Chicken of the woods?

About five weeks ago I was driving along the bottom of the Ewden Valley when I caught sight of a big bracket fungus growing eight or nine feet up the trunk of a wild cherry or gean (Prunus avium). I returned later in the week with my camera, but as the fungus was a few feet above my head and it was quite dark under the canopy of trees my photos didn’t turn out very good. I intended to come back with a step-ladder and take some better pictures but for whatever reason I didn’t get back again until yesterday. Over the last month the fungus has degraded somewhat. It’s sadly no longer the fresh specimen it was at the end of May. It has a not-unpleasant, cheesy sort of smell to it. The big brackets were more or less a foot wide.

A month ago the fungus was quite yellow (at least it was below, which was all I could see of it), and my first thought was that it was chicken of the woods (Laetiporus sulphureus). I still think this may be the case, but I’m not so sure. When am I ever sure? Maybe it’s something like Inonotus cuticularis? Listen - dear reader, if you are able to shed any light on this matter I would greatly appreciate it! (Just bear in mind that the fungus is past its best and is starting to look a bit ropey.)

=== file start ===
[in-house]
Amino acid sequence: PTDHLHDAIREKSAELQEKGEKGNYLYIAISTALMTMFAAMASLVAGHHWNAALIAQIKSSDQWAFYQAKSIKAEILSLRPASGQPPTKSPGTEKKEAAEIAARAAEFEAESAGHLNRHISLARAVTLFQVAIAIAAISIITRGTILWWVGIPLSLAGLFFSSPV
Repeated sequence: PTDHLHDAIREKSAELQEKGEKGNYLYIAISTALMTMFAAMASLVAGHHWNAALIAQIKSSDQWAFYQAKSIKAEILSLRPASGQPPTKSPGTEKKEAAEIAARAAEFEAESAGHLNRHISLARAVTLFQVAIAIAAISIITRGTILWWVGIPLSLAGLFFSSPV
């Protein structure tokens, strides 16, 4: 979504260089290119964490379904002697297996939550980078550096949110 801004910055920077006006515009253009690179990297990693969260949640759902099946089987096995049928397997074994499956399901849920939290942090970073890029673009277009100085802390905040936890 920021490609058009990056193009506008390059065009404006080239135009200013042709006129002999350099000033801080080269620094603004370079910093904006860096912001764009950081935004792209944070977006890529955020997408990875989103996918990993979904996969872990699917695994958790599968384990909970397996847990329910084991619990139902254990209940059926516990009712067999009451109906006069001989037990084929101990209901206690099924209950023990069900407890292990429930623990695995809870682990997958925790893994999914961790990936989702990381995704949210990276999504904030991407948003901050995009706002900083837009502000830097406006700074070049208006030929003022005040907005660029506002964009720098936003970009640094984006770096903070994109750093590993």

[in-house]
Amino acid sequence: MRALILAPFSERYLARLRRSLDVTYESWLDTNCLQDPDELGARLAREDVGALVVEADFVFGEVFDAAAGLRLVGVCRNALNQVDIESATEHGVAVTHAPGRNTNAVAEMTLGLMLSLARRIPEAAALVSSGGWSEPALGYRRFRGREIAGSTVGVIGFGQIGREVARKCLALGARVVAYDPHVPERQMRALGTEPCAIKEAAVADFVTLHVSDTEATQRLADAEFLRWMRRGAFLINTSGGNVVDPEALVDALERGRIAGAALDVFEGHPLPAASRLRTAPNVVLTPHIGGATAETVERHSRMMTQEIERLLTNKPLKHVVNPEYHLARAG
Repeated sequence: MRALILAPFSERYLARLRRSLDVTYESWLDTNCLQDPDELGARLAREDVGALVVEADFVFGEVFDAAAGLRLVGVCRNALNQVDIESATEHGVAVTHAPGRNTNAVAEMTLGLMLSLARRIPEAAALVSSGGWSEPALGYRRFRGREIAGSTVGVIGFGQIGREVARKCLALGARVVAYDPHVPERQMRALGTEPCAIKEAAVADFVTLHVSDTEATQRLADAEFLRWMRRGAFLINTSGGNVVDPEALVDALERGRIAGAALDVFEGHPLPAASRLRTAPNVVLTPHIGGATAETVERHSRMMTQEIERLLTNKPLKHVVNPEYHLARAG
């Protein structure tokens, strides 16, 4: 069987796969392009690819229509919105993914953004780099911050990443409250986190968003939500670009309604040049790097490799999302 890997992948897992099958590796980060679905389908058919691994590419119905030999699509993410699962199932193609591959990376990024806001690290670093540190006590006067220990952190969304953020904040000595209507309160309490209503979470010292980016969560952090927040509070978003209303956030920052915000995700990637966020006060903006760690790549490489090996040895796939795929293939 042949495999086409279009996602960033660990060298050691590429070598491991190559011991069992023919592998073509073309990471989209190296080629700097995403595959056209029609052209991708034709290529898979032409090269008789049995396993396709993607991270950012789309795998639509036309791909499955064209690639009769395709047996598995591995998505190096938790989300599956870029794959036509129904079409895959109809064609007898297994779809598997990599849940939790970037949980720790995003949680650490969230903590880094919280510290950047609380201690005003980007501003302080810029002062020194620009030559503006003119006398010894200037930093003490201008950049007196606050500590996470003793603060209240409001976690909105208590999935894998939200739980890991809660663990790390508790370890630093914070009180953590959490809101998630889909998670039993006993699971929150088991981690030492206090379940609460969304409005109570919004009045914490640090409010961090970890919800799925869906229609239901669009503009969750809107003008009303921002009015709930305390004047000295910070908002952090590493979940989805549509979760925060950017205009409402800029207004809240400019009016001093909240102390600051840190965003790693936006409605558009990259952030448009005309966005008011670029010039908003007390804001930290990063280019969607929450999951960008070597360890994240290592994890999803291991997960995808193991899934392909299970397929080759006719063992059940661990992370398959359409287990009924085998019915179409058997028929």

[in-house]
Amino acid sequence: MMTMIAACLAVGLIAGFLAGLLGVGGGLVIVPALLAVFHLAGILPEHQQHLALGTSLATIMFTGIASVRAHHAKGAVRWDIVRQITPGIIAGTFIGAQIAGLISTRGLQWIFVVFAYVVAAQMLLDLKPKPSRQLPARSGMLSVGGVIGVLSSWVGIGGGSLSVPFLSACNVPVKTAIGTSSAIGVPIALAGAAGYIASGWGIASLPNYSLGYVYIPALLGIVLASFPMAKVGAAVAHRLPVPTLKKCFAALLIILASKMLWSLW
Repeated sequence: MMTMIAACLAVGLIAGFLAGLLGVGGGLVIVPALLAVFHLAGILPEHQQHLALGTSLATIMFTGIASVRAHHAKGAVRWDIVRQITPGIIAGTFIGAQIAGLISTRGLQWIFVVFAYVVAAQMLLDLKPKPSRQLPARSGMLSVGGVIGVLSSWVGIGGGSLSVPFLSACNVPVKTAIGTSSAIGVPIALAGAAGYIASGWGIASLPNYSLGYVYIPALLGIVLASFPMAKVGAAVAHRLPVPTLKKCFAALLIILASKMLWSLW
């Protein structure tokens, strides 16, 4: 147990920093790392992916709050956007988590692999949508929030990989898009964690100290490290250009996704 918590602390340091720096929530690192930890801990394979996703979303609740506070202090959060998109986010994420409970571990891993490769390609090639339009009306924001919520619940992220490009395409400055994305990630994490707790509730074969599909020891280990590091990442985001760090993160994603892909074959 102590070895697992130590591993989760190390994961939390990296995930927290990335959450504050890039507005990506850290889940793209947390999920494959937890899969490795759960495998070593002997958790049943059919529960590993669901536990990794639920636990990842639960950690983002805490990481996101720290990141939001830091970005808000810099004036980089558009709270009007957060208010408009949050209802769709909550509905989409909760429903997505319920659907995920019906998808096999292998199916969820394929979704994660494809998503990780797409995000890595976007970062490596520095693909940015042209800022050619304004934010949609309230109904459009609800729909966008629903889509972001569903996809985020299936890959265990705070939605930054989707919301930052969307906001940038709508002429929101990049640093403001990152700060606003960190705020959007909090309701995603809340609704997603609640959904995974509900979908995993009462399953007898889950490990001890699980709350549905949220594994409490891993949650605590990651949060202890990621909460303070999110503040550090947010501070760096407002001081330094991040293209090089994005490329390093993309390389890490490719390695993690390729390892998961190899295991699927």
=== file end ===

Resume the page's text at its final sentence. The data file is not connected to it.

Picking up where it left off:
This is the best of the photos I took when I first discovered the fungus five weeks ago.

This is the host tree: one very tall cherry. Its lower branches are dead, but it’s uppermost branches are still leafy. There is a big, old wound on the stem just below the fungus, and the fungus itself grows from an old wound. A shiny new tag identifies it as ‘0852’. 0852 isn’t a brill tree.

Is this weird? It’s a little weird, right?


Posted in Pests and diseases










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